CANs often start small, as small as a single participant building their own connection for their own needs. CANs do not begin with all partners simultaneously; they evolve over time. Building your connections first offers immediate benefits to you while at the same time laying the foundations for something larger in the future. MCE designs networks that keep future connections and partnerships in mind so you don’t say, “I should have…”

General Questions

Should I install my fiber optic network in a star (point to multipoint) or ring (in and out where the out from one building becomes the in to the next) configuration?

MCE often creates estimates for both Star and Ring configurations. Star networks are always far less costly than rings; however, ring connections can be incorporated at various points depending on the site layout. Example: School District designs a ring network between their secondary sites and runs single legs from the secondary sites to the nearest K-5 sites.

I’ve heard of aerial and underground construction methods, which one is best for me?

There are pros and cons to both methods of construction, as well as personal preferences to take into consideration. Aerial construction, although more affordable than underground, leaves your fiber optic facility more exposed to the elements and vehicles. Underground construction takes more effort and has a higher associated cost. However, the facilities buried deep underground are less susceptible to damage. In some instances, unless grandfathered into an agreement, some utility pole owners do not allow private fiber optic installations on their poles. In these instances, the underground is the only option.

If I’ve decided to place my facilities underground, where should I place them, in public right of ways or on private easements?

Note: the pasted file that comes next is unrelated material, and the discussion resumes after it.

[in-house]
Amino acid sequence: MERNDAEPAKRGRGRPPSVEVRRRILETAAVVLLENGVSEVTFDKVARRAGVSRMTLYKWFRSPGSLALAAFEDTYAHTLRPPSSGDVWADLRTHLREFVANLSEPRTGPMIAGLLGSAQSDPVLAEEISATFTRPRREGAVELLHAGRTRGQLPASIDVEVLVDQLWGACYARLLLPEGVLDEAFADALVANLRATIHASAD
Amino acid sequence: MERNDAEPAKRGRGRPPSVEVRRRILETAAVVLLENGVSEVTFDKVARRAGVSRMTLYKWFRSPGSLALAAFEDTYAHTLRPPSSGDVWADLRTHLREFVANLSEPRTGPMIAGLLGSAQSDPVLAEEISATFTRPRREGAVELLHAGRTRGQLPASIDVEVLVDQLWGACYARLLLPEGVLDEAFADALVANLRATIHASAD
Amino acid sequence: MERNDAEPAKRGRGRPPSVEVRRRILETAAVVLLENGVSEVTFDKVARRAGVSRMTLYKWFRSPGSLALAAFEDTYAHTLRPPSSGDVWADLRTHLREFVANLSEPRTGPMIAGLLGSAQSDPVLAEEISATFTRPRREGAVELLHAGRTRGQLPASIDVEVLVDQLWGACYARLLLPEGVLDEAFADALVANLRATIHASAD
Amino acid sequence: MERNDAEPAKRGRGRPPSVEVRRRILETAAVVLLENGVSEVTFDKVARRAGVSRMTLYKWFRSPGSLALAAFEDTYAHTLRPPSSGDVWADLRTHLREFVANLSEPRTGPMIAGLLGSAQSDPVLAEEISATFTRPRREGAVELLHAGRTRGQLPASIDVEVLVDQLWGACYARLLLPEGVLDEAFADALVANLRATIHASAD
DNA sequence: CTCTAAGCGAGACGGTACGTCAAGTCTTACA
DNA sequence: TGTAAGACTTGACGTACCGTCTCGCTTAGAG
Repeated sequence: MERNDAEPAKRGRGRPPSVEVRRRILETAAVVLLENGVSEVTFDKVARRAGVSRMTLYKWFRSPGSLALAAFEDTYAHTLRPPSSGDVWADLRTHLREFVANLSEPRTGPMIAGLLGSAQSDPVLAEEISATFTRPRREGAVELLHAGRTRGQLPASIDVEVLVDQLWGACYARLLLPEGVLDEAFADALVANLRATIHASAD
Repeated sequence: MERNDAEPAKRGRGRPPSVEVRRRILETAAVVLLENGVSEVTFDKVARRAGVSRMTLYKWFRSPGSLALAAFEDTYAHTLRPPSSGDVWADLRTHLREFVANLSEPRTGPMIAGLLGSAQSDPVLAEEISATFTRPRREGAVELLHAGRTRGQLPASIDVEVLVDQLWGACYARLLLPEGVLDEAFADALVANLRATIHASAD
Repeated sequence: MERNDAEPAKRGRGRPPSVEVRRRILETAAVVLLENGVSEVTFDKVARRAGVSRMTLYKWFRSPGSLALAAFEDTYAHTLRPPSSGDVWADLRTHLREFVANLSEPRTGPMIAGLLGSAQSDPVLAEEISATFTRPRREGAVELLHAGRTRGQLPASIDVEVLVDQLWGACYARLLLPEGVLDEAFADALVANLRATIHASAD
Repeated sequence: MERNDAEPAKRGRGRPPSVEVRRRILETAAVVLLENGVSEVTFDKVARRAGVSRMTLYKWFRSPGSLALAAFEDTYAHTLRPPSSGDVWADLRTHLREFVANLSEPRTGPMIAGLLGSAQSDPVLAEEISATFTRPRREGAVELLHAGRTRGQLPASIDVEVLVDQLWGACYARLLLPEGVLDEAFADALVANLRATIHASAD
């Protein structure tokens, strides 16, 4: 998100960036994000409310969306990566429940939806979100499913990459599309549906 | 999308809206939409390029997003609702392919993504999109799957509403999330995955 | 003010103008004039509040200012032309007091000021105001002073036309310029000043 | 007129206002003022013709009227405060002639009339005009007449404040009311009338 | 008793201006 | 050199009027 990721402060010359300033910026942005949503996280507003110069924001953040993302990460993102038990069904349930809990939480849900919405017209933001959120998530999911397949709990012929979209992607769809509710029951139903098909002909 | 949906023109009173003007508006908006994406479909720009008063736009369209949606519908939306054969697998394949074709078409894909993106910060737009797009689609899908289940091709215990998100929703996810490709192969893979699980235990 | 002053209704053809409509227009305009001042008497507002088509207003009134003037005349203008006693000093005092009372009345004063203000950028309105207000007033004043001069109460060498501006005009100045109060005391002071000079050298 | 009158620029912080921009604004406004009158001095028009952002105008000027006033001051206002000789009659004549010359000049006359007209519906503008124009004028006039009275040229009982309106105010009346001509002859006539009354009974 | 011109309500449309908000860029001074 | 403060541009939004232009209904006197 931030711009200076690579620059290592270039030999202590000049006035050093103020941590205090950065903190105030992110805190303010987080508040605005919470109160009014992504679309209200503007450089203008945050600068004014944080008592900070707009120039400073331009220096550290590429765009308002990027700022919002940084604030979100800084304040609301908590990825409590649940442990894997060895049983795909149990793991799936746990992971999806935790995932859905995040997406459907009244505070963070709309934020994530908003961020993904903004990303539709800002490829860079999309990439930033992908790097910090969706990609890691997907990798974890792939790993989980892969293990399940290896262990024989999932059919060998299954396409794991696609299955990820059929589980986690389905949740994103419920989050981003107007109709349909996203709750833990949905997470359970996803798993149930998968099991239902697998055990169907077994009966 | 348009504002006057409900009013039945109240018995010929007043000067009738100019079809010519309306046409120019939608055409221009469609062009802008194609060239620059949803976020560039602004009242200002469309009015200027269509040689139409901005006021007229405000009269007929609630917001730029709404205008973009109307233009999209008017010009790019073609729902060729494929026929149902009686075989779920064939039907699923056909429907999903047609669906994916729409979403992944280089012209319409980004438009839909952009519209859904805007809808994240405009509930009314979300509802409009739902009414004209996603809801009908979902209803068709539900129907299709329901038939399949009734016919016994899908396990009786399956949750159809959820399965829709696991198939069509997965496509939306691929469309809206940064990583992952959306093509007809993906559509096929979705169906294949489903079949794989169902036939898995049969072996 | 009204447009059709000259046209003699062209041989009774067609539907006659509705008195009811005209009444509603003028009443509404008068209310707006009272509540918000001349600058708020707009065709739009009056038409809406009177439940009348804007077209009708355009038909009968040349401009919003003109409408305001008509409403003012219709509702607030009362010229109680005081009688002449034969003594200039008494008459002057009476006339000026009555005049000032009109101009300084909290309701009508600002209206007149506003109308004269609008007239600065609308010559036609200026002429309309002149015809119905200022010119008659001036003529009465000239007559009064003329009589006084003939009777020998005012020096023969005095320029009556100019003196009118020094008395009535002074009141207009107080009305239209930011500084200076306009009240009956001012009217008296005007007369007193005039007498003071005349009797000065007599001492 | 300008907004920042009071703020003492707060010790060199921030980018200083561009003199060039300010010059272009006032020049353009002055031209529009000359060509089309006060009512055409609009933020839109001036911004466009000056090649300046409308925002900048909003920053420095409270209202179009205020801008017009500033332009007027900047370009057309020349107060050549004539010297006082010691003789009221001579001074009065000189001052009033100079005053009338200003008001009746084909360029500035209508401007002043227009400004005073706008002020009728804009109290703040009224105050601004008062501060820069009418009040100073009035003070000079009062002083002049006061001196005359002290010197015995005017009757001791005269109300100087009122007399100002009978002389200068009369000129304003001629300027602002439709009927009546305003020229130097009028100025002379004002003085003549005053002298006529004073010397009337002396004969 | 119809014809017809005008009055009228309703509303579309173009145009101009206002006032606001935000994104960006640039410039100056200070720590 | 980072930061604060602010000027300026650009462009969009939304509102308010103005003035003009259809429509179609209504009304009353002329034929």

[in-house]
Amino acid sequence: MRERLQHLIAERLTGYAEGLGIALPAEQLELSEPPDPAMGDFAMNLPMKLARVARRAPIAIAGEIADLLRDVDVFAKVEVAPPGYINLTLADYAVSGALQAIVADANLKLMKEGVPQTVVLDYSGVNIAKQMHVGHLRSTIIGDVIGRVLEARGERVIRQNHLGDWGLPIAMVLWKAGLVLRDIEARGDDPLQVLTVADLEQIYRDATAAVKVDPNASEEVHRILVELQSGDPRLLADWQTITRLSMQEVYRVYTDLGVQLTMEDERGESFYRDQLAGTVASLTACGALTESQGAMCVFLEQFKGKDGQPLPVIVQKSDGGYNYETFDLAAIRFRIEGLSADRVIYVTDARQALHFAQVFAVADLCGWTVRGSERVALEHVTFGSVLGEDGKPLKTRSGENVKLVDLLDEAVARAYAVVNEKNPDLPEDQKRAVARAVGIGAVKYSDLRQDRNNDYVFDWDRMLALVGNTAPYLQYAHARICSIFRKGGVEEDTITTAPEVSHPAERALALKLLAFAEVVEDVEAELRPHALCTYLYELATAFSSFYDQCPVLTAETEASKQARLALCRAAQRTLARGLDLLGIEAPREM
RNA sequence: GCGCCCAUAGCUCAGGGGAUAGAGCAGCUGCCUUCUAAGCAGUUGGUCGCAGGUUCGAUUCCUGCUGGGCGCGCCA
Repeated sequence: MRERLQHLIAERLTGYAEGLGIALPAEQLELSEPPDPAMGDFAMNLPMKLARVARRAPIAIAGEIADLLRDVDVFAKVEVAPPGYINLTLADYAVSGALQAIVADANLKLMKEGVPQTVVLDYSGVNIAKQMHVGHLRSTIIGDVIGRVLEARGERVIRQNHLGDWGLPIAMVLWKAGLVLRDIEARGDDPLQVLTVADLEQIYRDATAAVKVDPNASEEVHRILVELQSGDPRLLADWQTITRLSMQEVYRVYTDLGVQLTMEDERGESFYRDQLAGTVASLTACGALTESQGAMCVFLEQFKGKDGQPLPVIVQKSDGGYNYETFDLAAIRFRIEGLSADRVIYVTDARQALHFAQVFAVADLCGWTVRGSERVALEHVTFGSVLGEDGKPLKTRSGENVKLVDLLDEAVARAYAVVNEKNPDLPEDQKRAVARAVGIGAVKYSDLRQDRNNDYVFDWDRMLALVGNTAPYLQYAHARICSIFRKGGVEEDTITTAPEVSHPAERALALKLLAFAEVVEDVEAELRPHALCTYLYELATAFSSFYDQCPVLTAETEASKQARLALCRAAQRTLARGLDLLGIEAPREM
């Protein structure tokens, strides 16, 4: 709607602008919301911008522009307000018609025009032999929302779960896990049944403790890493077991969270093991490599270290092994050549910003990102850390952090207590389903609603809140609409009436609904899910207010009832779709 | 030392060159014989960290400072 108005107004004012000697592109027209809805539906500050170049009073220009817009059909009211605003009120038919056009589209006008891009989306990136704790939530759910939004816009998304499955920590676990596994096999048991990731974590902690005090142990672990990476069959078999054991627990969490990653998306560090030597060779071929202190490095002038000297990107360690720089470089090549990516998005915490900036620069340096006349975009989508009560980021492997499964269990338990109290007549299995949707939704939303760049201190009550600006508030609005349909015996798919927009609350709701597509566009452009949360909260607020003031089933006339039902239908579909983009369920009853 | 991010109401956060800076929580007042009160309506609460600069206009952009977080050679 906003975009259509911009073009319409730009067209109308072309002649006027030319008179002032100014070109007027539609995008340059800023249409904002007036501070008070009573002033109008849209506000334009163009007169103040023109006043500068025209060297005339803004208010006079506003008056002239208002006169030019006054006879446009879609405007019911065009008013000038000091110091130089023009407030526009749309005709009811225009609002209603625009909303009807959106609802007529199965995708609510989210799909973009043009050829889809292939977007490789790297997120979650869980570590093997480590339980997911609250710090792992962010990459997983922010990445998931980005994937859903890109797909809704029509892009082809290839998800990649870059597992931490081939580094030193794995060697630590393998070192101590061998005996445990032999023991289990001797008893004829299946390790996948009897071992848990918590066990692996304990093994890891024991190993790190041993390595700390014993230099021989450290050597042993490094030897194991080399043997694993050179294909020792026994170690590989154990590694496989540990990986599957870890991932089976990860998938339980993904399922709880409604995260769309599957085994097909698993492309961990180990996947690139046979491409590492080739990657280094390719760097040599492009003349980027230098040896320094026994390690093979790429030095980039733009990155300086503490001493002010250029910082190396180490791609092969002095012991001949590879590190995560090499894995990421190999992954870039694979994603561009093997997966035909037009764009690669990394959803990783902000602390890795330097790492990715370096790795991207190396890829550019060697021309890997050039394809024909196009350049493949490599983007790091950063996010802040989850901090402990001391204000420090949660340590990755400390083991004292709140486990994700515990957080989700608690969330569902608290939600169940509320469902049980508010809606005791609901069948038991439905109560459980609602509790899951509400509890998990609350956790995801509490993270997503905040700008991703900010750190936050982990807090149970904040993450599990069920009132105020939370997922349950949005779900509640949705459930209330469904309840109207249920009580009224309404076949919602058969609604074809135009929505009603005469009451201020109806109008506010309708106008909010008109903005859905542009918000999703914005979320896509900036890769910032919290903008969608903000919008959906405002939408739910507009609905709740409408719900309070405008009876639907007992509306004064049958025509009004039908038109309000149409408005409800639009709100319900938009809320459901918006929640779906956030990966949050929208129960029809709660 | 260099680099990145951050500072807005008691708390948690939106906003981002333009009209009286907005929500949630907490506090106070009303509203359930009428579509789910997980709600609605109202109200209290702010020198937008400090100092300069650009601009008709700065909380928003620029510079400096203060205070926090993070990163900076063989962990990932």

It is always most efficient to place facilities within the public right of way. Acquisition of private easements is not guaranteed in all cases and could severely delay any intended installation. MCE designs our fiber optic networks to be placed nearest the right-of-way line as possible to avoid relocations.

How do I obtain the necessary authorizations and permissions to place my fiber optic network within the right of way or on the utility poles?

MCE ensures all right-of-way and pole accessories construction by obtaining all necessary permits for you. MCE contacts the right-of-way owners and utility pole owners to determine the costs for access and then includes those costs in the initial estimate documents.

If I have to relocate a portion of my network, who pays?

If a private development causes the need for relocation, the costs to engineer and relocate your facilities are borne by the developer. If the need for relocations is caused by the agency having right-of-way access jurisdiction, the relocation costs are passed to the facility owner, i.e., you. In these instances, multiple utilities will often relocate together and share the overall cost. MCE always recommends that facility owners create an account in escrow for such occasions.

What happens if someone damages my fiber optic network?

In most cases, the party causing the damage is liable for the repair costs. In rare instances where the damage is caused by the facility owner, the facility owner can have the restorations covered by insurance or pay for them outright, depending on their specific situation. If the damage is caused to an underground facility because it was improperly marked or not marked in time, the Utility locating company bears the repair costs.

Can I lease off unused portions of my fiber optic network?

As the facility owner, you can lease portions of your fiber optic cable or excess duct capacity as you see fit. Many facility owners achieve modest cost savings after the installation by leasing duct space or fiber strands to interested parties. This statement comes with one caveat: when a public entity leases a portion of its fiber optic network to a for-profit company, the public entity must make sure the lease is structured in a way that does not violate Public Service Commission rules. MCE is always available to offer guidance on this topic.

We’re ready when you are

When you partner with MCE, you get our dedication and commitment to delivering solutions that are right for your business. Contact us today to get started.